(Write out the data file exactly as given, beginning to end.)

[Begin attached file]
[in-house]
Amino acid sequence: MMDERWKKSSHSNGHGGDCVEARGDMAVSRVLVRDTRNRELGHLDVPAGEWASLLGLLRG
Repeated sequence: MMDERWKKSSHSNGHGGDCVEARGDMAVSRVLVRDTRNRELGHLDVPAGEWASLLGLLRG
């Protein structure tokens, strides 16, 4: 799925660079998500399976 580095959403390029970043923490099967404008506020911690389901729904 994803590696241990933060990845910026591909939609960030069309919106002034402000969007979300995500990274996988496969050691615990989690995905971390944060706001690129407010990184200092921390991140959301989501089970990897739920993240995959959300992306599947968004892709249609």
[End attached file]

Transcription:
[in-house]
Amino acid sequence: MMDERWKKSSHSNGHGGDCVEARGDMAVSRVLVRDTRNRELGHLDVPAGEWASLLGLLRG
Repeated sequence: MMDERWKKSSHSNGHGGDCVEARGDMAVSRVLVRDTRNRELGHLDVPAGEWASLLGLLRG
């Protein structure tokens, strides 16, 4: 799925660079998500399976 580095959403390029970043923490099967404008506020911690389901729904 994803590696241990933060990845910026591909939609960030069309919106002034402000969007979300995500990274996988496969050691615990989690995905971390944060706001690129407010990184200092921390991140959301989501089970990897739920993240995959959300992306599947968004892709249609």